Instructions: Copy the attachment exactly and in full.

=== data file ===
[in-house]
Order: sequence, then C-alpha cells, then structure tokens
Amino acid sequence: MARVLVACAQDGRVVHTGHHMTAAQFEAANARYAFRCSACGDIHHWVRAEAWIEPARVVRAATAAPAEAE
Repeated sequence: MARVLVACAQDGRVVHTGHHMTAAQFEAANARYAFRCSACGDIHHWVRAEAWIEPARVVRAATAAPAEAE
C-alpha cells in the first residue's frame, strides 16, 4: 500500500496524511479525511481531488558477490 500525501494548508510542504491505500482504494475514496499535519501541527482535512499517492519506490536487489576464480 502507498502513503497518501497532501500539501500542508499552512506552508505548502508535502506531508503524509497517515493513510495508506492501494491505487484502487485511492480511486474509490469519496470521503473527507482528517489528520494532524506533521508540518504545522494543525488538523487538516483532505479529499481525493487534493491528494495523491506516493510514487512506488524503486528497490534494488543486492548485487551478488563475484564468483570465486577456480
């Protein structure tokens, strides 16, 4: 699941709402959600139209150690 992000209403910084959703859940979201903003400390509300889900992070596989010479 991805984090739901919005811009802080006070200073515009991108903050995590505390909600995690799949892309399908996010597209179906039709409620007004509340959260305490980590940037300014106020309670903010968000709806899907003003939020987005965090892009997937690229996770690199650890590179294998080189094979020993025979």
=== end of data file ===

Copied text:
[in-house]
Order: sequence, then C-alpha cells, then structure tokens
Amino acid sequence: MARVLVACAQDGRVVHTGHHMTAAQFEAANARYAFRCSACGDIHHWVRAEAWIEPARVVRAATAAPAEAE
Repeated sequence: MARVLVACAQDGRVVHTGHHMTAAQFEAANARYAFRCSACGDIHHWVRAEAWIEPARVVRAATAAPAEAE
C-alpha cells in the first residue's frame, strides 16, 4: 500500500496524511479525511481531488558477490 500525501494548508510542504491505500482504494475514496499535519501541527482535512499517492519506490536487489576464480 502507498502513503497518501497532501500539501500542508499552512506552508505548502508535502506531508503524509497517515493513510495508506492501494491505487484502487485511492480511486474509490469519496470521503473527507482528517489528520494532524506533521508540518504545522494543525488538523487538516483532505479529499481525493487534493491528494495523491506516493510514487512506488524503486528497490534494488543486492548485487551478488563475484564468483570465486577456480
């Protein structure tokens, strides 16, 4: 699941709402959600139209150690 992000209403910084959703859940979201903003400390509300889900992070596989010479 991805984090739901919005811009802080006070200073515009991108903050995590505390909600995690799949892309399908996010597209179906039709409620007004509340959260305490980590940037300014106020309670903010968000709806899907003003939020987005965090892009997937690229996770690199650890590179294998080189094979020993025979």